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Neuroepigenetics of memory formation and impairment: The role of microRNAs


Saab, B J; Mansuy, I M (2014). Neuroepigenetics of memory formation and impairment: The role of microRNAs. Neuropharmacology, 80:61-69.

Abstract

MicroRNAs (miRNAs) are a class of short non-coding RNAs that primarily regulate protein synthesis through reversible translational repression or mRNA degradation. MiRNAs can act by translational control of transcription factors or via direct action on the chromatin, and thereby contribute to the non-genetic control of gene–environment interactions. MiRNAs that regulate components of pathways required for learning and memory further modulate the influence of epigenetics on cognition in the normal and diseased brain. This review summarizes recent data exemplifying the known roles of miRNAs in memory formation in different model organisms, and describes how neuronal plasticity regulates miRNA biogenesis, activity and degradation. It also examines the relevance of miRNAs for memory impairment in human, using recent clinical observations related to neurodevelopmental and neurodegenerative diseases, and discusses the potential mechanisms by which these miRNAs may contribute to memory disorders. This article is part of the Special Issue entitled ‘Neuroepigenetic Disorders’.

Abstract

MicroRNAs (miRNAs) are a class of short non-coding RNAs that primarily regulate protein synthesis through reversible translational repression or mRNA degradation. MiRNAs can act by translational control of transcription factors or via direct action on the chromatin, and thereby contribute to the non-genetic control of gene–environment interactions. MiRNAs that regulate components of pathways required for learning and memory further modulate the influence of epigenetics on cognition in the normal and diseased brain. This review summarizes recent data exemplifying the known roles of miRNAs in memory formation in different model organisms, and describes how neuronal plasticity regulates miRNA biogenesis, activity and degradation. It also examines the relevance of miRNAs for memory impairment in human, using recent clinical observations related to neurodevelopmental and neurodegenerative diseases, and discusses the potential mechanisms by which these miRNAs may contribute to memory disorders. This article is part of the Special Issue entitled ‘Neuroepigenetic Disorders’.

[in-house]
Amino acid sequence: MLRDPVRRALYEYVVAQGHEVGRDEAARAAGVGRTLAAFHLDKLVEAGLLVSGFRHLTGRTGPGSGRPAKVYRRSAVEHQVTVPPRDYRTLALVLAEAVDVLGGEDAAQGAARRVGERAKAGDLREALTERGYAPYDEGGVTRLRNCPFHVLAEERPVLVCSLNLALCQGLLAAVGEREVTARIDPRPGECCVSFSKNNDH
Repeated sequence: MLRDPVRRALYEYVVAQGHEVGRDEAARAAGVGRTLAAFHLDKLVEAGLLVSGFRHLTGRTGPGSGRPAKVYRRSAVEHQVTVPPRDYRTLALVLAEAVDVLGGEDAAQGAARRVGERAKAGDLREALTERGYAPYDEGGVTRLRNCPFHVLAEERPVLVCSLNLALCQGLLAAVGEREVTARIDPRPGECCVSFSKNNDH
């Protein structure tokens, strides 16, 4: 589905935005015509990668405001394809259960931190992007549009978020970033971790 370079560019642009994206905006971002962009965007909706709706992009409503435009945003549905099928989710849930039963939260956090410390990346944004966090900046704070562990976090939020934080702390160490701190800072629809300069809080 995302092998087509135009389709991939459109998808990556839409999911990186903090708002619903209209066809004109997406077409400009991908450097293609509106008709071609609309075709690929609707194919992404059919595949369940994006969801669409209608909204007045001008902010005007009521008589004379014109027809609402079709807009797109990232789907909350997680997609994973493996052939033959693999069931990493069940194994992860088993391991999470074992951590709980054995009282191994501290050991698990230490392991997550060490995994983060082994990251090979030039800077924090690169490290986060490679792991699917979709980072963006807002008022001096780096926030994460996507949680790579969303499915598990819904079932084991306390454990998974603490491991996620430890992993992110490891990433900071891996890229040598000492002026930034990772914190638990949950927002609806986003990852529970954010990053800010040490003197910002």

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30 citations in Web of Science®
33 citations in Scopus®
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Additional indexing

Item Type:Journal Article, refereed, original work
Communities & Collections:04 Faculty of Medicine > Brain Research Institute
Dewey Decimal Classification:570 Life sciences; biology
610 Medicine & health
Language:English
Date:May 2014
Deposited On:23 Feb 2015 15:14
Last Modified:08 Dec 2017 12:14
Publisher:Pergamon
ISSN:0028-3908
Publisher DOI:https://doi.org/10.1016/j.neuropharm.2014.01.026

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